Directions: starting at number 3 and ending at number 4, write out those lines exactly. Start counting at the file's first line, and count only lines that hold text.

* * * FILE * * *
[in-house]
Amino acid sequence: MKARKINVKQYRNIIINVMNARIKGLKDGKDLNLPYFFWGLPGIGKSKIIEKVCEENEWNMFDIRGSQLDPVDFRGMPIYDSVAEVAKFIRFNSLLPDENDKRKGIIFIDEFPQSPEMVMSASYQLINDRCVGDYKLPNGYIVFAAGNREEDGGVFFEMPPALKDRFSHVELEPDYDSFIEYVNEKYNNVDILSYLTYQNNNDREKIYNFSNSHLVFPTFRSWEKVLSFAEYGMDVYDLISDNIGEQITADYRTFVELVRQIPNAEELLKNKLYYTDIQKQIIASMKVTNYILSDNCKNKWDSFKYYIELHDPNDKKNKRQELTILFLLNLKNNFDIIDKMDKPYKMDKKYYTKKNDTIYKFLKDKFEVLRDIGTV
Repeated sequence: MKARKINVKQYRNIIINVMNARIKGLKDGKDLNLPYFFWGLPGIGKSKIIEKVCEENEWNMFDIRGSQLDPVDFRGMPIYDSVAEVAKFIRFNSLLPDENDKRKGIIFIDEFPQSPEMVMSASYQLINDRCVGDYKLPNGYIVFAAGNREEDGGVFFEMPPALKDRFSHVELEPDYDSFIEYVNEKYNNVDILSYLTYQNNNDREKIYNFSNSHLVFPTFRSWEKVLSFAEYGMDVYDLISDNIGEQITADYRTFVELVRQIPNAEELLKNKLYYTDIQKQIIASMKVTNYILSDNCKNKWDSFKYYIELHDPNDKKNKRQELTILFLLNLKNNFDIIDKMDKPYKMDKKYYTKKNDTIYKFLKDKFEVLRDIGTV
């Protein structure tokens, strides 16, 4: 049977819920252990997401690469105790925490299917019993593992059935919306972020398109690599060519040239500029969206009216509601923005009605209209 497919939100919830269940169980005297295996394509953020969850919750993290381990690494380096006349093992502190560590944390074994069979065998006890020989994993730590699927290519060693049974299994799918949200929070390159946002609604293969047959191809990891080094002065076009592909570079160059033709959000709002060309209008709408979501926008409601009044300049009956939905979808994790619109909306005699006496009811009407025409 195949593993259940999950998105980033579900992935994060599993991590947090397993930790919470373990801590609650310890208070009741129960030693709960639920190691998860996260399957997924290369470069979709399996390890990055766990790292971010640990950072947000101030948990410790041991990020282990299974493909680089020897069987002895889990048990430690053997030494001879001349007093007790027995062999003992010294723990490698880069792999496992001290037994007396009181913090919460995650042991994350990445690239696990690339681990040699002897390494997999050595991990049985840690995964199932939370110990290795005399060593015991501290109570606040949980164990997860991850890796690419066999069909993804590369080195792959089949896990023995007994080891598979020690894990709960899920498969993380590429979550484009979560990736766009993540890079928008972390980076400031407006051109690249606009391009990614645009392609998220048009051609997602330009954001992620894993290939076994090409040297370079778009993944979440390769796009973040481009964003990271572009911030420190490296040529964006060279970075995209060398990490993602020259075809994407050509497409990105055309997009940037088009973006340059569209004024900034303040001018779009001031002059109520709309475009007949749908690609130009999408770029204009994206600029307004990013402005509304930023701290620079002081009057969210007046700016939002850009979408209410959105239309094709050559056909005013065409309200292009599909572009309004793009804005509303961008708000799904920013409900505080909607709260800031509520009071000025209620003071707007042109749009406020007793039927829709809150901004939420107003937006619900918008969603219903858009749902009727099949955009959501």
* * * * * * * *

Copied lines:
Repeated sequence: MKARKINVKQYRNIIINVMNARIKGLKDGKDLNLPYFFWGLPGIGKSKIIEKVCEENEWNMFDIRGSQLDPVDFRGMPIYDSVAEVAKFIRFNSLLPDENDKRKGIIFIDEFPQSPEMVMSASYQLINDRCVGDYKLPNGYIVFAAGNREEDGGVFFEMPPALKDRFSHVELEPDYDSFIEYVNEKYNNVDILSYLTYQNNNDREKIYNFSNSHLVFPTFRSWEKVLSFAEYGMDVYDLISDNIGEQITADYRTFVELVRQIPNAEELLKNKLYYTDIQKQIIASMKVTNYILSDNCKNKWDSFKYYIELHDPNDKKNKRQELTILFLLNLKNNFDIIDKMDKPYKMDKKYYTKKNDTIYKFLKDKFEVLRDIGTV
């Protein structure tokens, strides 16, 4: 049977819920252990997401690469105790925490299917019993593992059935919306972020398109690599060519040239500029969206009216509601923005009605209209 497919939100919830269940169980005297295996394509953020969850919750993290381990690494380096006349093992502190560590944390074994069979065998006890020989994993730590699927290519060693049974299994799918949200929070390159946002609604293969047959191809990891080094002065076009592909570079160059033709959000709002060309209008709408979501926008409601009044300049009956939905979808994790619109909306005699006496009811009407025409 195949593993259940999950998105980033579900992935994060599993991590947090397993930790919470373990801590609650310890208070009741129960030693709960639920190691998860996260399957997924290369470069979709399996390890990055766990790292971010640990950072947000101030948990410790041991990020282990299974493909680089020897069987002895889990048990430690053997030494001879001349007093007790027995062999003992010294723990490698880069792999496992001290037994007396009181913090919460995650042991994350990445690239696990690339681990040699002897390494997999050595991990049985840690995964199932939370110990290795005399060593015991501290109570606040949980164990997860991850890796690419066999069909993804590369080195792959089949896990023995007994080891598979020690894990709960899920498969993380590429979550484009979560990736766009993540890079928008972390980076400031407006051109690249606009391009990614645009392609998220048009051609997602330009954001992620894993290939076994090409040297370079778009993944979440390769796009973040481009964003990271572009911030420190490296040529964006060279970075995209060398990490993602020259075809994407050509497409990105055309997009940037088009973006340059569209004024900034303040001018779009001031002059109520709309475009007949749908690609130009999408770029204009994206600029307004990013402005509304930023701290620079002081009057969210007046700016939002850009979408209410959105239309094709050559056909005013065409309200292009599909572009309004793009804005509303961008708000799904920013409900505080909607709260800031509520009071000025209620003071707007042109749009406020007793039927829709809150901004939420107003937006619900918008969603219903858009749902009727099949955009959501």